Governor's controversy highlights painful history of blackface

Blackface traces roots to minstrel shows of mid-1800s

BLACKSBURG, Va. – The current controversy surrounding Virginia Gov. Ralph Northam has once again sparked conversations about the use of blackface and its painful history in America.

"It's always been objectionable," said Dr. Wornie Reed, director of Virginia Tech's Race and Social Policy Center and a professor of sociology and Africana studies. "It's never been OK. Never."

On Saturday, Northam said he was not in the picture printed on his medical school yearbook page that showed a person in blackface and a person in a Ku Klux Klan robe. He previously said he was in the picture. 

During Saturday's press conference, he admitted to darkening his skin once, years ago, in order to resemble Michael Jackson. Legislators and organizations continue to call for his resignation.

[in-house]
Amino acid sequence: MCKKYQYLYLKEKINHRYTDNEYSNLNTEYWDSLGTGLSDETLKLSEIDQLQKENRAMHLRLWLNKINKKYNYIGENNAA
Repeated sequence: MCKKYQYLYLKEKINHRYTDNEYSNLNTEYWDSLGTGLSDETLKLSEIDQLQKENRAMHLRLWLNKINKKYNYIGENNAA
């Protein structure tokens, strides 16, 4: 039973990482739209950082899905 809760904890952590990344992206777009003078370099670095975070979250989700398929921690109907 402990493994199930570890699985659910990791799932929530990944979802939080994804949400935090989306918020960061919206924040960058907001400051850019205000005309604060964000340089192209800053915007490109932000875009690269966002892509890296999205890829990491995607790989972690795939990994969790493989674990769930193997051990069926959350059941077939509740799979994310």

"I think the governor, as some people say, is kind of tone deaf," Reed said. "He's not listening to people who say he cannot survive. He cannot be governor."

Reed added, "What he did was unforgivable. That was 1984."

Reed said blackface traces its roots to the mid-1800s, when white actors would darken their skin for performances and perpetuate black stereotypes.

"They would do caricatures, do these distorted images of blacks," Reed said. "In addition to painting their face black, they would have distorted features and all of that, and sing and dance."  

Reed said that had a devastating effect on how black Americans were viewed and treated.

"The impression that some people had was this was kind of typical of them, these kind of images they saw in entertainment, so they were always intended to be disparaging of blacks," Reed said. "Blackface always has been, and still is, an expression of white supremacy."

Reed said it's important to have open conversations involving entire communities to overcome and stop these types of incidents.

"We have to address racism every time it occurs," Reed said.

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